When Delta started testing ‘Basic Economy’ fares in 2012 the idea was to compete with the ultra low cost carriers — they already had to match price, so they wanted to be able to offer a product that was closer to the limited service Spirit provided, in hopes that customers would buy up to more expensive fares for more services like pre-assigned seats.
Basic Economy fares are no longer just about competing with the ultra low cost carriers like Spirit, Allegiant, and Frontier though. At its recent investor day event we learned that Delta’s Basic Economy fares have spread to 38% of its markets — and growing.
When United announced its own Basic Economy fares that go on sale this month — and take the concept even farther, because United will keep customers who buy these tickets and do not have elite status or their co-brand credit card from bringing on a full size carry on — I made it clear that these offerings would not mean lower prices.
Airlines think customers will pay more for things that they get as part of their fare today. So this isn’t a win for customers.
- This isn’t about offering you lower fares. The major carriers have already largely been matching the lowest fares in the market.
- Basic economy is a way of moving some passengers who buy those fares today to buy more expensive fares instead.
Rather than being a way to offer lower fares, Basic Economy fares are meant to increase the revenue airlines earn from each seat. Today the major airlines match the lowest fares offered by Spirit and others, but in the case of United and American they’ve still offered pre-assigned seats and in the case of Delta and American there’s not yet any announcement about charging for or banning full sized carry ons.
Think I’m wrong? We’ve got a natural experiment as Basic Economy fares enter new markets. porori reports new Delta Basic Economy fares in the market they buy tickets for the most. Prices didn’t go down.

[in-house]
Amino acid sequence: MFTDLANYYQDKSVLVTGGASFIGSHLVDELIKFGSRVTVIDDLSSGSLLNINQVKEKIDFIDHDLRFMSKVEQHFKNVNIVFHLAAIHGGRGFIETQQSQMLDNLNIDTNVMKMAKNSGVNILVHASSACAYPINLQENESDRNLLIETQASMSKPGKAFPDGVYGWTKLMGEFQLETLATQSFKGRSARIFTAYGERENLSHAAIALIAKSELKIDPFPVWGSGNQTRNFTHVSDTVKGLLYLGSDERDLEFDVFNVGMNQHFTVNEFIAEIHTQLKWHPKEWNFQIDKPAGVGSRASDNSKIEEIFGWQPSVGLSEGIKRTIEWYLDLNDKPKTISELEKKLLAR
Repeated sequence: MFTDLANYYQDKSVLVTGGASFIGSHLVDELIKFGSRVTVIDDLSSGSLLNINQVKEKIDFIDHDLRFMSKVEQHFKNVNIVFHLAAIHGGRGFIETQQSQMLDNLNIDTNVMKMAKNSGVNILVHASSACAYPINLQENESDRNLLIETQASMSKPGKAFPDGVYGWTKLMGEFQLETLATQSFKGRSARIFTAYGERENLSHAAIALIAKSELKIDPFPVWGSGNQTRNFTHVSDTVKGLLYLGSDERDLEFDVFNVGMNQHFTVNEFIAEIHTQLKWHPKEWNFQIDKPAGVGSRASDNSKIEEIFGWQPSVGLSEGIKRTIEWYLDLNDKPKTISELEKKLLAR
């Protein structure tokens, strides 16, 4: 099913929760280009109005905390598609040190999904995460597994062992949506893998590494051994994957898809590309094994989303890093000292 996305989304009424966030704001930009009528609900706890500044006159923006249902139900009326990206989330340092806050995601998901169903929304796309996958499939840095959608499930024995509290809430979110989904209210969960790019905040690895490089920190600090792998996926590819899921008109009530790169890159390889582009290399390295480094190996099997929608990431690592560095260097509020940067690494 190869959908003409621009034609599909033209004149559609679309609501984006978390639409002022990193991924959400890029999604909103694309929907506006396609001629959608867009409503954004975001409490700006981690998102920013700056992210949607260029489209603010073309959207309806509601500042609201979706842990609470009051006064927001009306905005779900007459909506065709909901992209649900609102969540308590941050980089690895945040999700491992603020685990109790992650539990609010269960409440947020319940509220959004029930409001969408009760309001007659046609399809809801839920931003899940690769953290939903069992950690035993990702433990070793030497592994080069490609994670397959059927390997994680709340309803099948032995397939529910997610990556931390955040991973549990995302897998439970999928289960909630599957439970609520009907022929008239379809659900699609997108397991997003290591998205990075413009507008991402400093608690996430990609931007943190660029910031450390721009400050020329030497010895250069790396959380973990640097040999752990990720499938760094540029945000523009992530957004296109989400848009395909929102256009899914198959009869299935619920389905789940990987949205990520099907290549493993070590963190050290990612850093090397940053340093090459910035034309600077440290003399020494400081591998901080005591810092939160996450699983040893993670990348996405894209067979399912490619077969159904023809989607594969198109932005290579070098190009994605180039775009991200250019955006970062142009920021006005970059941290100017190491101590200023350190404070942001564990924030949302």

I usually paid $350 RT (econ fare X)
However, this past week, it seems like delta just added basic economy to my route, which is fine.
You’d think that they would place the price tag somewhere south of $350 for those basic economy seats but no! instead, they are charging $350(what used to be the cheapest regular economy fare) for it and if you wanted to get regular economy seat, you better pay $30 more now($380)(econ fare X).
United, Delta, and American are still better deals than Spirit at the lowest (Basic Economy) price because there’s more legroom and complimentary soft drinks and sometimes (very) modest snacks. Plus their miles are worth more, devaluations notwithstanding.
But if they can come closer to matching the product offered by Spirit when matching price, they don’t have to ‘give away’ things like seat assignments or in United’s case carry on space.
United says they expect to generate an additional $150 million a year from segmenting out Basic Economy fares by 2018.
While I think that Delta’s reporting methodology overstates their results, they claim $80 million a year in increased revenue from these fares already and growing — not lower revenue — a few dollars at a time.
A Detroit – Los Angeles roundtrip may cost $60 more to avoid Basic Economy fares.
An Atlanta – Orlando roundtrip may cost $15 more to avoid Basic Economy fares.
Soon enough we’ll learn what American Airlines has in store for Basic Economy. So far though customers traveling on Basic Economy fares will not be charged to use the lavatory, though people have complained that seemed to the direction airlines are headed for the past 30 years: